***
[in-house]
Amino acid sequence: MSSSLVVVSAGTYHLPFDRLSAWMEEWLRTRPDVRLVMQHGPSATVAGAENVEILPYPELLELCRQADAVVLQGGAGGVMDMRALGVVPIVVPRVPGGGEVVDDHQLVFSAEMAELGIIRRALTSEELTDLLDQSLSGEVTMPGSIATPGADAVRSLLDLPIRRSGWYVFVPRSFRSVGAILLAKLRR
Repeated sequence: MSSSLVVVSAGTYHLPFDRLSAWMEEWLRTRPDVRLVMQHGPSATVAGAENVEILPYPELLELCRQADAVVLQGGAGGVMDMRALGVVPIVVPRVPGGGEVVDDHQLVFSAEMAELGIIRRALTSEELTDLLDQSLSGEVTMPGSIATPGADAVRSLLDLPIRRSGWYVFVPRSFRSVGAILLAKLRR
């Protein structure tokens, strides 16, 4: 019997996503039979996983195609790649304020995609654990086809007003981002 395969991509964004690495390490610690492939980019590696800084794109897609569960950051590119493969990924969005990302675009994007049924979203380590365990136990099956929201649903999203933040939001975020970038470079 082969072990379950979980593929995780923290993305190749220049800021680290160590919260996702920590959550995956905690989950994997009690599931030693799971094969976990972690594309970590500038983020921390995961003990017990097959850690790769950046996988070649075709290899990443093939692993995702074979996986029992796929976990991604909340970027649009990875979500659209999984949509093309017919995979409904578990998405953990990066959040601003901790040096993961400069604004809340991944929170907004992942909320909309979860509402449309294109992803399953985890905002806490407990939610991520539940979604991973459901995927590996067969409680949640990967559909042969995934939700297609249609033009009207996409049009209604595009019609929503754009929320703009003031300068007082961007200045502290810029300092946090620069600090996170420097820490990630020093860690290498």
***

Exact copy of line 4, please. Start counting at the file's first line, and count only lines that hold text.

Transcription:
């Protein structure tokens, strides 16, 4: 019997996503039979996983195609790649304020995609654990086809007003981002 395969991509964004690495390490610690492939980019590696800084794109897609569960950051590119493969990924969005990302675009994007049924979203380590365990136990099956929201649903999203933040939001975020970038470079 082969072990379950979980593929995780923290993305190749220049800021680290160590919260996702920590959550995956905690989950994997009690599931030693799971094969976990972690594309970590500038983020921390995961003990017990097959850690790769950046996988070649075709290899990443093939692993995702074979996986029992796929976990991604909340970027649009990875979500659209999984949509093309017919995979409904578990998405953990990066959040601003901790040096993961400069604004809340991944929170907004992942909320909309979860509402449309294109992803399953985890905002806490407990939610991520539940979604991973459901995927590996067969409680949640990967559909042969995934939700297609249609033009009207996409049009209604595009019609929503754009929320703009003031300068007082961007200045502290810029300092946090620069600090996170420097820490990630020093860690290498």